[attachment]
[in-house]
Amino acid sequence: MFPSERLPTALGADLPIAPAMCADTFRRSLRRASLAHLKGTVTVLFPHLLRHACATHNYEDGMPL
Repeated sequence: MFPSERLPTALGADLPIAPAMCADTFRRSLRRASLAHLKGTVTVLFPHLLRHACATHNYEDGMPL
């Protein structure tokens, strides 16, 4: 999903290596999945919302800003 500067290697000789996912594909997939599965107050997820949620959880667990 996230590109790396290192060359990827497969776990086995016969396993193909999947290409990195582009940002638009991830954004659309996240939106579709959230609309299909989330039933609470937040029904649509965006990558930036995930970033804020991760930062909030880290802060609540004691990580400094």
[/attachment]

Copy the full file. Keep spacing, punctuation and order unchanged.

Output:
[in-house]
Amino acid sequence: MFPSERLPTALGADLPIAPAMCADTFRRSLRRASLAHLKGTVTVLFPHLLRHACATHNYEDGMPL
Repeated sequence: MFPSERLPTALGADLPIAPAMCADTFRRSLRRASLAHLKGTVTVLFPHLLRHACATHNYEDGMPL
């Protein structure tokens, strides 16, 4: 999903290596999945919302800003 500067290697000789996912594909997939599965107050997820949620959880667990 996230590109790396290192060359990827497969776990086995016969396993193909999947290409990195582009940002638009991830954004659309996240939106579709959230609309299909989330039933609470937040029904649509965006990558930036995930970033804020991760930062909030880290802060609540004691990580400094």